Objective: To assess clinical findings and long-term outcome of dogs treated for recurrent middle ear infection that developed after total ear canal ablation and lateral bulla osteotomy.
Design: Retrospective case series.
Animals: Of 94 dogs (142 ears) treated by means of total ear canal ablation and lateral bulla osteotomy for end-stage otitis, 9 developed recurrent middle ear infection.
Procedure: Information regarding treatment and outcome were retrieved from the medical records.
Results: Antibiotic treatment was attempted in 8 dogs, but failed to cure recurrent otitis media in 7 of 8 dogs. Seven dogs were treated by means of exploratory surgery, which consisted of ventral bulla osteotomy and tympanic curettage. One dog was cured, 1 developed another infection and was euthanatized, and the 5 remaining dogs developed another middle ear infection after the first exploratory surgery. Infection resolved after retained epithelium was removed from the tympanic cavity during a second exploratory surgery of the bulla in these 5 dogs.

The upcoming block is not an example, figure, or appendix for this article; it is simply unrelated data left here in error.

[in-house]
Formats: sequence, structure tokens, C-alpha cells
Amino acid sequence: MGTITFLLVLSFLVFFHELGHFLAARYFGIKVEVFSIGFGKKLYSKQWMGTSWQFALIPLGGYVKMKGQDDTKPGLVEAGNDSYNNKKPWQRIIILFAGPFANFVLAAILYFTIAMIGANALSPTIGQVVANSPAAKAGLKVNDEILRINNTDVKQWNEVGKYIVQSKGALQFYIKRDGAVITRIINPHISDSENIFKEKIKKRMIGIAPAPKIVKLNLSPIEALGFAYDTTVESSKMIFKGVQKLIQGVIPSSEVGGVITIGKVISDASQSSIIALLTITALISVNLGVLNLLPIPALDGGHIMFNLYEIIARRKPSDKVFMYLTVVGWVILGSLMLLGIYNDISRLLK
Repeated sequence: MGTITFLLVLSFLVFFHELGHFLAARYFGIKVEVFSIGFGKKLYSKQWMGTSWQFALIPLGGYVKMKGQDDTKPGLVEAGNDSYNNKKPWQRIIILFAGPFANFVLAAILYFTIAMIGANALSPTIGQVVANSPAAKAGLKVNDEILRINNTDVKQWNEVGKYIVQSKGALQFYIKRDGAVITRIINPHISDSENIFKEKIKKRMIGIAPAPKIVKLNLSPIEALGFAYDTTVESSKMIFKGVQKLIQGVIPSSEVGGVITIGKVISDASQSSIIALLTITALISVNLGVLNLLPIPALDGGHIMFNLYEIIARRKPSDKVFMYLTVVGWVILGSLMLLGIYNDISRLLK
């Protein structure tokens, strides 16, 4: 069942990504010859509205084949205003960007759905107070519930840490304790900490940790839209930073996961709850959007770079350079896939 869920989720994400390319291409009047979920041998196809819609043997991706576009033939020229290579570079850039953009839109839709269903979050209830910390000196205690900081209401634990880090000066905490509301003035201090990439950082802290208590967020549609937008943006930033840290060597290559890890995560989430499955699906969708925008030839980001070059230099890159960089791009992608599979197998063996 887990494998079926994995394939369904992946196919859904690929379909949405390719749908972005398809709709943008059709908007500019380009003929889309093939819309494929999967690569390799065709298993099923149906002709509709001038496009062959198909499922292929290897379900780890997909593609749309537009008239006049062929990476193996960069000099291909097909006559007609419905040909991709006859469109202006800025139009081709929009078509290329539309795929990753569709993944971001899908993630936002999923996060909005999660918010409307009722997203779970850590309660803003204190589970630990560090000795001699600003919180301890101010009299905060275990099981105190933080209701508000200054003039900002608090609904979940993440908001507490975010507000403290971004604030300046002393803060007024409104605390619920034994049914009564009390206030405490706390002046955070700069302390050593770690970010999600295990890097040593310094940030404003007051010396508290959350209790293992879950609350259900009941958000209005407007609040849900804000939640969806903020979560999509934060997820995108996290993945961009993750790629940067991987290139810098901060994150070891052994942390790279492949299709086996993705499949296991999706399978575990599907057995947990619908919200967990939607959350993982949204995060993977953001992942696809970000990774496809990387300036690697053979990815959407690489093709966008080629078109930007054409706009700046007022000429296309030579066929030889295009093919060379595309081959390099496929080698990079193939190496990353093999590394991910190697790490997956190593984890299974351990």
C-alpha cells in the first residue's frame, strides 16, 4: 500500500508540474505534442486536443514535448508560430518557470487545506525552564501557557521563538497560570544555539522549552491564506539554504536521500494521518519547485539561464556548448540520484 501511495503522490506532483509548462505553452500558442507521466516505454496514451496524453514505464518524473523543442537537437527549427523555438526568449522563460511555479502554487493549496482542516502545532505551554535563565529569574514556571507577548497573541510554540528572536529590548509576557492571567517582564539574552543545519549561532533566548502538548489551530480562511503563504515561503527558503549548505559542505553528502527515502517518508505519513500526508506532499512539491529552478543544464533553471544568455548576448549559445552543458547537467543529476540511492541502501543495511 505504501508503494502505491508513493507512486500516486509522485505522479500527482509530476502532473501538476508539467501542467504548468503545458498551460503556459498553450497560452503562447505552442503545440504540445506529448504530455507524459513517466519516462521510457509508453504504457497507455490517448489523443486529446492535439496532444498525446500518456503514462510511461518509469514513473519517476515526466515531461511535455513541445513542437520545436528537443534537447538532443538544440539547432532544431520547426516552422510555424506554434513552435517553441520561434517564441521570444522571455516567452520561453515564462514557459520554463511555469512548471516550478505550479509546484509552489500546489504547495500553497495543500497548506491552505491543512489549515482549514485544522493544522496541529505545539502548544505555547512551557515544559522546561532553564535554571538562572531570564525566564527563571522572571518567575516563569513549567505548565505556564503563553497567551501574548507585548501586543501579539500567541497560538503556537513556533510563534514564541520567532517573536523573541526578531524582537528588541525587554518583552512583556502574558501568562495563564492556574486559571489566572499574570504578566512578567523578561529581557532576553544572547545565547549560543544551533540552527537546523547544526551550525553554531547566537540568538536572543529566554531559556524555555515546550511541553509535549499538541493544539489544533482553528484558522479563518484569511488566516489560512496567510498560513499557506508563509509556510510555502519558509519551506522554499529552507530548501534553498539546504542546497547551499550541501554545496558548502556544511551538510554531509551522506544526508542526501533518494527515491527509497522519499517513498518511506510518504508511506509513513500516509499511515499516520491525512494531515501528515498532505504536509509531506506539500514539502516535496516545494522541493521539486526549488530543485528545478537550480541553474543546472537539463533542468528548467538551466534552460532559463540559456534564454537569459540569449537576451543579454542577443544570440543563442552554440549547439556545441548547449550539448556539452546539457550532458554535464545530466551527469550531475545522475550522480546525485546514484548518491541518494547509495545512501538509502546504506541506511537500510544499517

Clinical implications: Antibiotic treatment rarely is effective for resolving recurrent middle ear infection that develops after total ear canal ablation and lateral bulla osteotomy. Ventral bulla osteotomy and curettage can be a successful method of treatment, provided retained epithelium and debris are completely removed from the ear canal and tympanic cavity.